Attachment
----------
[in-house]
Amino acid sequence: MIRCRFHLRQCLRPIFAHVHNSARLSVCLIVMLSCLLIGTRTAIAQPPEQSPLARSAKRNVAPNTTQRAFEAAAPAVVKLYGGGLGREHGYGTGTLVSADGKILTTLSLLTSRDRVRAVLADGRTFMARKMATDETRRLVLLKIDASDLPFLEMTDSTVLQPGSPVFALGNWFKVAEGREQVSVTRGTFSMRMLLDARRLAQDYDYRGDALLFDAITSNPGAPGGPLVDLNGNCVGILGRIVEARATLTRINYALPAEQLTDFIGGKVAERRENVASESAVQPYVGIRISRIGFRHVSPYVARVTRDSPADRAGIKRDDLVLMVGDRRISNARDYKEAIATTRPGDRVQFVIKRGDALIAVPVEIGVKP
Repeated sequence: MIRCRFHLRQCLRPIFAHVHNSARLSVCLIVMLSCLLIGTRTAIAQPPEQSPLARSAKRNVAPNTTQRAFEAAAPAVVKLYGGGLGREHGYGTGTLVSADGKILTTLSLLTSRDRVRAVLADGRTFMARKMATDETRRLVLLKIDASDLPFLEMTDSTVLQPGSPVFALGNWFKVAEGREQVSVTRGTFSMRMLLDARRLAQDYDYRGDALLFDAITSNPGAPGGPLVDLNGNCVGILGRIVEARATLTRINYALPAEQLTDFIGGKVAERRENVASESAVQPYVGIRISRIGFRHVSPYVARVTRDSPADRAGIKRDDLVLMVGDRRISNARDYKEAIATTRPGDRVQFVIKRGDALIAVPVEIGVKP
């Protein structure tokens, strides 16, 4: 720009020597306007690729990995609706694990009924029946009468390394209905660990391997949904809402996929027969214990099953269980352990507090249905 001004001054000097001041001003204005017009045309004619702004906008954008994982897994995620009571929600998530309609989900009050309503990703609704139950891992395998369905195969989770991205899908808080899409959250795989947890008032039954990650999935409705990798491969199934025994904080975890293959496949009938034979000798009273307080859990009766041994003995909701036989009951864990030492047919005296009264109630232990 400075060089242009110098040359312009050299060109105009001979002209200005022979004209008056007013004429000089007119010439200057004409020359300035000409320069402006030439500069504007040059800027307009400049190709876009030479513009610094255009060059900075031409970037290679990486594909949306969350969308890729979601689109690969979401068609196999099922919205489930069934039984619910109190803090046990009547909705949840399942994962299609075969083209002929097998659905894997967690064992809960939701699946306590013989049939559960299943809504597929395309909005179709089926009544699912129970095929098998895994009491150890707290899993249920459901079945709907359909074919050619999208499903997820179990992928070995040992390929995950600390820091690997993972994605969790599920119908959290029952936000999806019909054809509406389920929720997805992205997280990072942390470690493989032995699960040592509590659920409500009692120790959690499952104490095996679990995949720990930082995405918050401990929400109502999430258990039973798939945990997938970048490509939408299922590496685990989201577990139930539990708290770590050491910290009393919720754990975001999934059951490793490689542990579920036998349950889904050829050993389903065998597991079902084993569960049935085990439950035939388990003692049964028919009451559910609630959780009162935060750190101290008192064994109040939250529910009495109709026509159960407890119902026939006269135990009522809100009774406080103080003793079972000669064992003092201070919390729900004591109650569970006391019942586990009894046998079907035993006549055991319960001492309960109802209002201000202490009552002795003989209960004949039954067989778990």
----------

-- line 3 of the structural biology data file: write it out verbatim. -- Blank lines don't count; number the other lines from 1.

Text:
Repeated sequence: MIRCRFHLRQCLRPIFAHVHNSARLSVCLIVMLSCLLIGTRTAIAQPPEQSPLARSAKRNVAPNTTQRAFEAAAPAVVKLYGGGLGREHGYGTGTLVSADGKILTTLSLLTSRDRVRAVLADGRTFMARKMATDETRRLVLLKIDASDLPFLEMTDSTVLQPGSPVFALGNWFKVAEGREQVSVTRGTFSMRMLLDARRLAQDYDYRGDALLFDAITSNPGAPGGPLVDLNGNCVGILGRIVEARATLTRINYALPAEQLTDFIGGKVAERRENVASESAVQPYVGIRISRIGFRHVSPYVARVTRDSPADRAGIKRDDLVLMVGDRRISNARDYKEAIATTRPGDRVQFVIKRGDALIAVPVEIGVKP